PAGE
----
Antibiotic Progress? Mixed Results

Antibiotic Progress? Mixed Results

Overuse of antibiotics leads to more resistant bacteria and to sicker kids. A survey of physicians published in the June 19, 2002 issue of the Journal of the American Medical Association reports a significant drop in antibiotic prescribing rates for children.

In 1989-1990, there were 838 antibiotic prescriptions per 1000 children each year. By 1999-2000, the number had dropped to 503. In 1989-1990, antibiotics were prescribed at 33 percent of all office visits (for any cause). By 1999-2000, this had dropped to 23 percent of office visits.

This is welcome news indeed!

Nevertheless, throughout the period of the study, bacterial resistance continued to increase – and it is no wonder. Millions of courses of unnecessary antibiotics are still being prescribed each year. This same survey showed that at the end of the study, 2 million prescriptions were still given each year to children under age 15 when the diagnosis was a viral upper respiratory infection.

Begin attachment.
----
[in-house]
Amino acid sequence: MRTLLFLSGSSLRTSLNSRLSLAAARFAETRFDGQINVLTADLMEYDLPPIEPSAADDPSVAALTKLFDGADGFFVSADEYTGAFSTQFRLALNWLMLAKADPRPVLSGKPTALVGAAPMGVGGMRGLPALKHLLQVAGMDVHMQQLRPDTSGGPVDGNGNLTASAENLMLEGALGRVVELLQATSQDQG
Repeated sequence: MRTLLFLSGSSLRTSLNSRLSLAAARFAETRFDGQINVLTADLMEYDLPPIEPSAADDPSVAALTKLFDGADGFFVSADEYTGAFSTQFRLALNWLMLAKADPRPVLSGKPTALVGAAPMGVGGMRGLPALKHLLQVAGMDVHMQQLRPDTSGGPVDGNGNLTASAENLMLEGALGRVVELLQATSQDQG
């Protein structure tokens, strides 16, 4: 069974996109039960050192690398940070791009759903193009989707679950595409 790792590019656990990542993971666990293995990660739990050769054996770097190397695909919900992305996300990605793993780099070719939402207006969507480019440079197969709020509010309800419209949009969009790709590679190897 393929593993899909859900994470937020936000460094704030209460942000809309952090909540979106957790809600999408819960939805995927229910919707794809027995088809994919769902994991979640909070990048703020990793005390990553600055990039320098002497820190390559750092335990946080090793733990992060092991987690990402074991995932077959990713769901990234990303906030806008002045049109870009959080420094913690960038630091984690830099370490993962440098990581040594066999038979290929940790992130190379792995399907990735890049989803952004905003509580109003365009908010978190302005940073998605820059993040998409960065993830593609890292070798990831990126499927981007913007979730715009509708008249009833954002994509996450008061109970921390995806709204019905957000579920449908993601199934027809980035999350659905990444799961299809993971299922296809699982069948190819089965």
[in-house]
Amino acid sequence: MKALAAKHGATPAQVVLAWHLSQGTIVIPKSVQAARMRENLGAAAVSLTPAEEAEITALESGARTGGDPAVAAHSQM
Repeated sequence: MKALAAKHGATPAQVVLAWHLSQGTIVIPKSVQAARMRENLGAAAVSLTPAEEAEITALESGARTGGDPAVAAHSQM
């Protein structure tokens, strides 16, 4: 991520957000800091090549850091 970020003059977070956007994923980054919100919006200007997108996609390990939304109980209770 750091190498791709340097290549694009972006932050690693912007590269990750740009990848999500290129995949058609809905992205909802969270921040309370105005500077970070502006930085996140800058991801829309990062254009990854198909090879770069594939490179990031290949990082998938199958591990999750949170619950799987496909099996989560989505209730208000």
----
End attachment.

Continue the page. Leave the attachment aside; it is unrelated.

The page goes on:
At the end of the study, a child who visited the doctor with a cold got antibiotics 22 percent of the time; with a sore throat (usually viral), 69 percent; and with bronchitis (usually viral) 77 percent of the time. The CDC says, “Bronchitis or a nonspecific cough illness in children rarely warrants antibiotics.”

Clearly, we still have a long way to go. In the meantime, print this page and bring it with you to the doctor.

Dr. Alan Greene

Dr. Greene is a practicing physician, author, national and international TEDx speaker, and global health advocate. He is a graduate of Princeton University and University of California San Francisco.

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